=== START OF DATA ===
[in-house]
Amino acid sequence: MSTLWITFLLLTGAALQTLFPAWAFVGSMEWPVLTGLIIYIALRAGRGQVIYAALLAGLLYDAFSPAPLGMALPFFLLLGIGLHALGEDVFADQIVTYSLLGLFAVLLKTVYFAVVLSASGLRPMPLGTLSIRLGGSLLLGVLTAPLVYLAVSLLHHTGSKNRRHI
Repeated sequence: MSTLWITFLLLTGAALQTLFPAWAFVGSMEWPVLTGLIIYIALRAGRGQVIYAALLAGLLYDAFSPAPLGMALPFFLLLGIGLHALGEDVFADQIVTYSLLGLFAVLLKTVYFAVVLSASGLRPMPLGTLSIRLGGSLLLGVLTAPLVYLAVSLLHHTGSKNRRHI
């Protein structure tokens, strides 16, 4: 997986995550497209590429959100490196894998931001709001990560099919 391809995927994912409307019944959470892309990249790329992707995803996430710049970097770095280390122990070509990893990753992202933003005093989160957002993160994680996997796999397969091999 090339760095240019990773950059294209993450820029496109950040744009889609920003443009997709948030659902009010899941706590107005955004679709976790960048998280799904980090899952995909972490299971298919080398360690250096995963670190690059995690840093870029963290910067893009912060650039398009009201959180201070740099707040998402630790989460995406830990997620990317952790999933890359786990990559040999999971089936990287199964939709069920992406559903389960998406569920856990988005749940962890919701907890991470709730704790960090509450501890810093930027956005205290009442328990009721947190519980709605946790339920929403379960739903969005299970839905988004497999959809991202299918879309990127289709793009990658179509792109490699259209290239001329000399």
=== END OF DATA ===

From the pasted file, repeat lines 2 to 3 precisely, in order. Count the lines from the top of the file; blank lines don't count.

Amino acid sequence: MSTLWITFLLLTGAALQTLFPAWAFVGSMEWPVLTGLIIYIALRAGRGQVIYAALLAGLLYDAFSPAPLGMALPFFLLLGIGLHALGEDVFADQIVTYSLLGLFAVLLKTVYFAVVLSASGLRPMPLGTLSIRLGGSLLLGVLTAPLVYLAVSLLHHTGSKNRRHI
Repeated sequence: MSTLWITFLLLTGAALQTLFPAWAFVGSMEWPVLTGLIIYIALRAGRGQVIYAALLAGLLYDAFSPAPLGMALPFFLLLGIGLHALGEDVFADQIVTYSLLGLFAVLLKTVYFAVVLSASGLRPMPLGTLSIRLGGSLLLGVLTAPLVYLAVSLLHHTGSKNRRHI